'The past is a foreign country' has become a truism, yet we often forget that the past is different from the present in many unfamiliar ways, and historical memory is extraordinarily imperfect. We habitually think of the European past as the history of countries which exist today - France, Germany, Britain, Russia and so on - but often this actually obstructs our view of the past, and blunts our sensitivity to the ever-changing political landscape.
Europe's history is littered with kingdoms, duchies, empires and republics which have now disappeared but which were once fixtures on the map of their age - 'the Empire of Aragon' which once dominated the western Mediterranean; the Grand Duchy of Lithuania, for a time the largest country in Europe; the successive kingdoms (and one duchy) of Burgundy, much of whose history is now half-remembered - or half-forgotten - at best. This book shows the reader how to peer through the cracks of mainstream history writing and listen to the echoes of lost realms across the centuries.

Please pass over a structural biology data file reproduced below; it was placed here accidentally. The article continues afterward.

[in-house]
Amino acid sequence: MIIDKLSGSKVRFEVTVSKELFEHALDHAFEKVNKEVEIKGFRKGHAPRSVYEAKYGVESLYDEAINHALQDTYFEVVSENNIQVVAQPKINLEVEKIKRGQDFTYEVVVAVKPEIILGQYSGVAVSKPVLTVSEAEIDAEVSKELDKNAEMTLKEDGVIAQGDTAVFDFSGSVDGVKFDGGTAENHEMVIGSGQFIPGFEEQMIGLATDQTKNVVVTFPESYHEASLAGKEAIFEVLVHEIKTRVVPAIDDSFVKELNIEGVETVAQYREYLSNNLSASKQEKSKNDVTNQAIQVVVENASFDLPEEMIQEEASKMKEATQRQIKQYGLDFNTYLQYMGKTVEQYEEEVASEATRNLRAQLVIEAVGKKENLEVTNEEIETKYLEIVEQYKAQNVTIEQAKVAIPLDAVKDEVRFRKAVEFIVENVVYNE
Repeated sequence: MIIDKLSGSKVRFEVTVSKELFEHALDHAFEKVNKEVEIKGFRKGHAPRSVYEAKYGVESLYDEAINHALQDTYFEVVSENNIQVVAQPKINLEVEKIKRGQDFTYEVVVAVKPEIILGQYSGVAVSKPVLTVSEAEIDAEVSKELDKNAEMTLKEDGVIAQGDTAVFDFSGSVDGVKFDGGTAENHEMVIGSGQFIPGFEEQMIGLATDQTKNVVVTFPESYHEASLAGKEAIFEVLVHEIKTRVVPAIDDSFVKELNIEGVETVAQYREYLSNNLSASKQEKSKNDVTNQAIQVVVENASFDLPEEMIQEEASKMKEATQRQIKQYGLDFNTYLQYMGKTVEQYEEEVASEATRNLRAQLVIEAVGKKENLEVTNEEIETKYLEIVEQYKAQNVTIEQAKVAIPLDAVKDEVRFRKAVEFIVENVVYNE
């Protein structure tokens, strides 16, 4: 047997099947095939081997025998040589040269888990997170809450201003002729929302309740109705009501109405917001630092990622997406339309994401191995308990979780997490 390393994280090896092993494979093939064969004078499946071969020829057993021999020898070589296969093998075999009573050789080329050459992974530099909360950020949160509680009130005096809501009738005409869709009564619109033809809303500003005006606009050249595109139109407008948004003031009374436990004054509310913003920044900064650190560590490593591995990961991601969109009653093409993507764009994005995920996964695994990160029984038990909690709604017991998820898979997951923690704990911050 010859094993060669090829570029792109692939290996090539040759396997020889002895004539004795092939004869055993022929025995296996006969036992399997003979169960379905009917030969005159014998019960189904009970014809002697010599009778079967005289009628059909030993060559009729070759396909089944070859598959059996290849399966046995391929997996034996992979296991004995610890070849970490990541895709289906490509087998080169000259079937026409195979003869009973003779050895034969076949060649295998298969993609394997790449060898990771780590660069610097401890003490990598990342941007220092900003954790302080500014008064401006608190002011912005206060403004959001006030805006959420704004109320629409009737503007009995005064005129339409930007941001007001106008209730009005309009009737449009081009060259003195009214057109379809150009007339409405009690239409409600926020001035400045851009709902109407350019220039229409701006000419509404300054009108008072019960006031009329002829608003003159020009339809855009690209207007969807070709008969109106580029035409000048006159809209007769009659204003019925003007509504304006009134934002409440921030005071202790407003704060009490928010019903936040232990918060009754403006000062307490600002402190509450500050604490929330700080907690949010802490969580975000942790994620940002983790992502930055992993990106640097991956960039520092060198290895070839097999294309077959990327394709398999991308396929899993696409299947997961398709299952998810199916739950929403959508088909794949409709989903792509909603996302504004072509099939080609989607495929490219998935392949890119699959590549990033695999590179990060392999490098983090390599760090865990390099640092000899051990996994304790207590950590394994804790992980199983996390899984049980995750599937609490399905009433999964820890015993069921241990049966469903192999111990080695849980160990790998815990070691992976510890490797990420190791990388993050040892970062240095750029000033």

How many British people know that Glasgow was founded by the Welsh in a period when neither England nor Scotland existed? How many of us will remember the former Soviet Union in a few generations' time? Will our own United Kingdom become a distant memory too? As in his earlier celebrated books Europe: a history and The Isles, Norman Davies aims to subvert our established view of what seems familiar, and urges us to look and think again. This stimulating surprising book, full of unexpected stories, observations and connections, gives us a fresh and original perspective on the history of Europe.